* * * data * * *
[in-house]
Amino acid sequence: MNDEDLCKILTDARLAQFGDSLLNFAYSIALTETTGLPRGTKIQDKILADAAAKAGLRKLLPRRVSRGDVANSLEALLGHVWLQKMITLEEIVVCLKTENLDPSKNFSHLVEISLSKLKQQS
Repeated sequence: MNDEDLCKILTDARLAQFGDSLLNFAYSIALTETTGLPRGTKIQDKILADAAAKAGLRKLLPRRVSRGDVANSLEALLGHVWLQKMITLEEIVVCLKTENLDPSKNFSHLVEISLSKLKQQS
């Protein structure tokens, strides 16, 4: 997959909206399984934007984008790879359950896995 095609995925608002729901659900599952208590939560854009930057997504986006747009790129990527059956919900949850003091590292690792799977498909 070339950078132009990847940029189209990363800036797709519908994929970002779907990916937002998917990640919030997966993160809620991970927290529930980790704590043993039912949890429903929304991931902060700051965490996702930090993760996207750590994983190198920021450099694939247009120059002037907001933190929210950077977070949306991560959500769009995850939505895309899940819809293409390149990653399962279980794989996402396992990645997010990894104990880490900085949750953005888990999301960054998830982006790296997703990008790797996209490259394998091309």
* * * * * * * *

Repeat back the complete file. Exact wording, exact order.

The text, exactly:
[in-house]
Amino acid sequence: MNDEDLCKILTDARLAQFGDSLLNFAYSIALTETTGLPRGTKIQDKILADAAAKAGLRKLLPRRVSRGDVANSLEALLGHVWLQKMITLEEIVVCLKTENLDPSKNFSHLVEISLSKLKQQS
Repeated sequence: MNDEDLCKILTDARLAQFGDSLLNFAYSIALTETTGLPRGTKIQDKILADAAAKAGLRKLLPRRVSRGDVANSLEALLGHVWLQKMITLEEIVVCLKTENLDPSKNFSHLVEISLSKLKQQS
């Protein structure tokens, strides 16, 4: 997959909206399984934007984008790879359950896995 095609995925608002729901659900599952208590939560854009930057997504986006747009790129990527059956919900949850003091590292690792799977498909 070339950078132009990847940029189209990363800036797709519908994929970002779907990916937002998917990640919030997966993160809620991970927290529930980790704590043993039912949890429903929304991931902060700051965490996702930090993760996207750590994983190198920021450099694939247009120059002037907001933190929210950077977070949306991560959500769009995850939505895309899940819809293409390149990653399962279980794989996402396992990645997010990894104990880490900085949750953005888990999301960054998830982006790296997703990008790797996209490259394998091309």